The Documenting Dilemma

This is a story of hypocrisy and empathy.

If there was a voice recorder in my classroom this year, more than anything else, you would hear me urging my students to document their learning.

At the beginning of the day…

“Don’t forget to document your learning!”

Throughout the day…

“Are you documenting your learning?”

“You should document that!”

“You’re missing it! Something awesome is happening… capture it!”

At the end of the day….

“Did you document your learning today?”

“Did you capture what you did? How you did it? How you felt about? What you learned? How you learned? How you felt about your learning?”

I had workshops about stronger documentation of process and growth


We developed success criteria for strong documentation of learning

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I shared exemplars of strong documenting of learning

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I was obsessed with having them document their learning. And, I would bet that I am no different from any educator who is striving for more learner agency, yet still working in a fairly mainstream system. There seems to be some unwritten agreement that – yes, we will transfer ownership of learning back into the hands of the students… but only as long as they document it all to prove that it is happening. 

And then it happened… hypocrite moment #1

We were all sitting around at a weekly team planning meeting at the beginning of March and realized that we had neglected to document our learning journey. The blog that was set-up with the specific purpose of allowing us to capture what we were doing, how it was going and what we were learning from it… was blank.

Even though we knew about it.

Even though we all saw value in it.

Even though we had weekly reminders to document and capture our journey.


This really got me thinking! It wasn’t that learning hadn’t happened. We had all experienced so much personal and professional growth. And it wasn’t that nothing worth capturing had happened. The previous 7 months were full of risk-taking, new initiatives, testing out new ideas, reflective conversations, multiple iterations….

It just wasn’t “documented”.

And there were perfectly acceptable reasons as to why:

We were busy.

It wasn’t the top of the priority list. 

We we’re so “in the thick of it” it was hard to step back from it to document it.

And here comes empathy moment #1. As I reflected on the reasons we were identifying for our lack of documenting, I realized these were likely some of the same reasons my students had for their lack of documenting.

Then came hypocrite moment #2

At the beginning of the year we were sent out a Google Slides template with 12 slides based on specific professional criteria. We were told to document our professional learning and growth throughout the year, by populating the slides with artifacts and explanations.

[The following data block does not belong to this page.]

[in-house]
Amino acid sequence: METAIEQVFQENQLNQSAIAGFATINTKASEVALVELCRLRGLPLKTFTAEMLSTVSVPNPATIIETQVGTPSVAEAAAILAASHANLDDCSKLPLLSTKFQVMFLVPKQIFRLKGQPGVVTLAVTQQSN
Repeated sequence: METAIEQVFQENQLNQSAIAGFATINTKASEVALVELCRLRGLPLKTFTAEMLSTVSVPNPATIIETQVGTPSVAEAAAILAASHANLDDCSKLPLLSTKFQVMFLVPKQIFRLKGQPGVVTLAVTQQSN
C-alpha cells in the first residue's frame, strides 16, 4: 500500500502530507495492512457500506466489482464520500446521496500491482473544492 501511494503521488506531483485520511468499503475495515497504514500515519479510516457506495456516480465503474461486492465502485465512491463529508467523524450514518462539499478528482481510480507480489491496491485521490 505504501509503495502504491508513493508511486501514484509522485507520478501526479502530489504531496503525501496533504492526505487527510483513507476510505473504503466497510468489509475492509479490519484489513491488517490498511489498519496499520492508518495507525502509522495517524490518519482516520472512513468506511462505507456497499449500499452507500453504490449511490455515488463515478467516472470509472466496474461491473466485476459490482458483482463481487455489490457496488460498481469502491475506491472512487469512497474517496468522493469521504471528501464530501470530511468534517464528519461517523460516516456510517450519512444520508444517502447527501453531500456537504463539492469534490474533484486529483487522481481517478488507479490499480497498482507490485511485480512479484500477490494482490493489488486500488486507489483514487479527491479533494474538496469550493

We were reminded to continuously update it.

We were reminded to “capture” our growth and progress.

And 3 days before my end of the year appraisal meeting with my administrators…. guess what? Completely blank.

Again, it wasn’t that I hadn’t experienced any professional growth. It wasn’t even that I hadn’t documented it somewhere. It was just that I hadn’t documented it there.

And there were perfectly acceptable reasons as to why:

I already had ways that I captured and documented things that were meaningful and relevant to me.

I was already comfortable with certain platforms (my blog and Twitter) that I updated on an ongoing, organic basis

I was more internally motivated to document and capture my journey for my own reflective purposes, rather than for an external source of accountability. 

Again, all perfectly acceptable reasons. Again, likely the same reasons my students hadn’t been documenting either.

(I got it done, of course. I did what I’m sure my students do when their documenting is “due” for review. I went back through and filled it in retrospectively.)

These two moments, connected to my own practice of documenting learning – when I document, how I document, why I document, how often I document – really gave me some food for thought about how I was approaching documenting with my students.

Everyone knows the philosophical conundrum:

If a tree falls in the woods and no one is around to hear it, does it make a sound?

I wonder if a similar question holds true for documenting:

If learning happens and it is not documented, did it happen? Does it count?

The more I got thinking about this, the more I was reminded of a tweet that I saw a while ago from @AnneVanDam1996

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So, before we ask (force?) our students to document their learning, I think we first need to ask ourselves:

What is the purpose of documenting learning?

Who is it really for? Who should it be for?

Does everything learned need to be documented?

How often and in-depth am I documenting my own learning?

How different does it feel to document for my own purpose versus when it is mandated by someone else?

… and what might this all have to do with what we are asking of our students?

I have no answers. Just lots of questions. And lots of empathy….